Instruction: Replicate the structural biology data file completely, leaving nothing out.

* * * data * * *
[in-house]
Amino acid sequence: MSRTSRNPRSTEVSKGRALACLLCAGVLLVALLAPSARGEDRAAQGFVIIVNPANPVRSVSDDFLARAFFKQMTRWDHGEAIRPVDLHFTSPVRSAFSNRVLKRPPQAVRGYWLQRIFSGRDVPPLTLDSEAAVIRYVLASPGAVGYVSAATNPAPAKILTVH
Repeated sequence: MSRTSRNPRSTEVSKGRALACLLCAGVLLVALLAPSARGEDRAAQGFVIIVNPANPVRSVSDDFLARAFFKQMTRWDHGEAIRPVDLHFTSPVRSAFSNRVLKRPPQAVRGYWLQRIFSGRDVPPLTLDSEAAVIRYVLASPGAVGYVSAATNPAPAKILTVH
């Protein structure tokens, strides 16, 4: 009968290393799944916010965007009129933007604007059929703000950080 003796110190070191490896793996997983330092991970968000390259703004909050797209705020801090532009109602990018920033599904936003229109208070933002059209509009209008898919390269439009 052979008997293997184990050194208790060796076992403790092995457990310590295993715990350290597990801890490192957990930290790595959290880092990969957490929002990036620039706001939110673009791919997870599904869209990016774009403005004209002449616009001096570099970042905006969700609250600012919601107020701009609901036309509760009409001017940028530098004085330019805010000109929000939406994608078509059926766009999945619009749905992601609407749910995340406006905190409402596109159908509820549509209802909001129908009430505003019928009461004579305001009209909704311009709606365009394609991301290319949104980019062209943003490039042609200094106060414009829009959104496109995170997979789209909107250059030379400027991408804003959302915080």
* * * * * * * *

[in-house]
Amino acid sequence: MSRTSRNPRSTEVSKGRALACLLCAGVLLVALLAPSARGEDRAAQGFVIIVNPANPVRSVSDDFLARAFFKQMTRWDHGEAIRPVDLHFTSPVRSAFSNRVLKRPPQAVRGYWLQRIFSGRDVPPLTLDSEAAVIRYVLASPGAVGYVSAATNPAPAKILTVH
Repeated sequence: MSRTSRNPRSTEVSKGRALACLLCAGVLLVALLAPSARGEDRAAQGFVIIVNPANPVRSVSDDFLARAFFKQMTRWDHGEAIRPVDLHFTSPVRSAFSNRVLKRPPQAVRGYWLQRIFSGRDVPPLTLDSEAAVIRYVLASPGAVGYVSAATNPAPAKILTVH
């Protein structure tokens, strides 16, 4: 009968290393799944916010965007009129933007604007059929703000950080 003796110190070191490896793996997983330092991970968000390259703004909050797209705020801090532009109602990018920033599904936003229109208070933002059209509009209008898919390269439009 052979008997293997184990050194208790060796076992403790092995457990310590295993715990350290597990801890490192957990930290790595959290880092990969957490929002990036620039706001939110673009791919997870599904869209990016774009403005004209002449616009001096570099970042905006969700609250600012919601107020701009609901036309509760009409001017940028530098004085330019805010000109929000939406994608078509059926766009999945619009749905992601609407749910995340406006905190409402596109159908509820549509209802909001129908009430505003019928009461004579305001009209909704311009709606365009394609991301290319949104980019062209943003490039042609200094106060414009829009959104496109995170997979789209909107250059030379400027991408804003959302915080």